We were relieved to find the car unmolested when we emerged from the jungle a few hours later and headed for an ocean swim at Red Sand Beach to soothe all our cuts, scrapes and rashes. Lara didn't speak to me for at least three hours afterwards.

Day Eight: With a 2:50pm flight, we woke up early and headed to Hamoa beach, one of the prettiest beaches in Hana. There before 8am, we had it to ourselves for a few hours before it was time to rinse off, put real clothes on, visit the Banana Stand for gifts and head home.

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Leaving this place was done with heavy hearts. Its natural beauty, slow pace of life and the connection between its people and the nature around them is seriously special. We plan on visiting again soon and hopefully, one day, even buying a little property here.

What You'll Need To Bring: Not much. A swimsuit, a t-shirt, a pair of shoes you can hike in and some flip flops got me through most of the week.

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In terms of camping gear, bear in mind that it rains a little bit every day, even during the summer. You tent should offer more than just the bare minimum shelter needed for sleeping. Our Kelty Airlift 4 came complete with just the right amount of space inside for a self-inflating queen-size Insta-a-Bed and a large vestibule under which we could sit comfortably during rain storms.

We packed that tent as its own checked item of luggage (it comes with a carry-case), another large suitcase with spears, knives, first aid kit and general camping gear, then two backpacks for carry-on with our clothes.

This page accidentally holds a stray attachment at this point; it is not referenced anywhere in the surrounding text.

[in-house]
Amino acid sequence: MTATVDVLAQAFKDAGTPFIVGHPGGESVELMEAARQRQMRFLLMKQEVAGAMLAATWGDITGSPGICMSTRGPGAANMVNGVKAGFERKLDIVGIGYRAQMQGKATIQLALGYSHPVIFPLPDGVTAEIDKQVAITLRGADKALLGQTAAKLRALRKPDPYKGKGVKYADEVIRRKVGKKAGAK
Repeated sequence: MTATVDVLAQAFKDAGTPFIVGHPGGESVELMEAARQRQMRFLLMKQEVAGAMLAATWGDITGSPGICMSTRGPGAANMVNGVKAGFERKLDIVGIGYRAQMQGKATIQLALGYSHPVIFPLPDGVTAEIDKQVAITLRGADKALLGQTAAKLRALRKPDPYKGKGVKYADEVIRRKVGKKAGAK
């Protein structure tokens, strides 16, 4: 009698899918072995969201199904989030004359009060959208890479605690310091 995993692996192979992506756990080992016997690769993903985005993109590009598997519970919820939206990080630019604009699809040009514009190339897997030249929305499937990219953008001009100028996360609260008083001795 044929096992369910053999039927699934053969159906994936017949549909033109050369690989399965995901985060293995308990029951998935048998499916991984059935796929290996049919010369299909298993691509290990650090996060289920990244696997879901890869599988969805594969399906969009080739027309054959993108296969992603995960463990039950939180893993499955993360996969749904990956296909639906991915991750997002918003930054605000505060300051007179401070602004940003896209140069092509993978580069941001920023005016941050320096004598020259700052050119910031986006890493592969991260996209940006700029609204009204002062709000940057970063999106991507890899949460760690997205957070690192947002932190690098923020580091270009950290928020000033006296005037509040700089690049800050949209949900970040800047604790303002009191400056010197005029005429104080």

Buy a really good underwater camera or waterproof case for your existing camera. Maui is absolutely stunning under the waves and you'll want to be able to remember it with something a little better than just a GoPro or disposable camera.

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It's a good idea to bring your own snorkel fins, tube and mask too. You can rent that equipment for around $1.99 a day in the touristy part of the island, but packing your own, quality gear will make the experience much better.

If you plan on camping, I'd also take the matter of fire starting seriously. Make a gallon bag of Vaseline-soaked cotton balls before you go and pack lighters, a ferro rod, matches and anything else you can think of that might help. Everything in Hana is wet all the time, either from the extreme humidity or the rain.

You can easily buy fishing spears, general camping equipment, sun tan lotion, food and booze on the island; pack the stuff you don't just want to pick up at WalMart then give away at the end of your trip.

You can just about see our campsite and tent hidden behind that palm tree on the left. There was no one around, so a little discretion meant we were able to leave our stuff there all day while we explored elsewhere. Leave any campsite cleaner than when you found it please, you won't see any litter in or around Hana, let's keep it that way.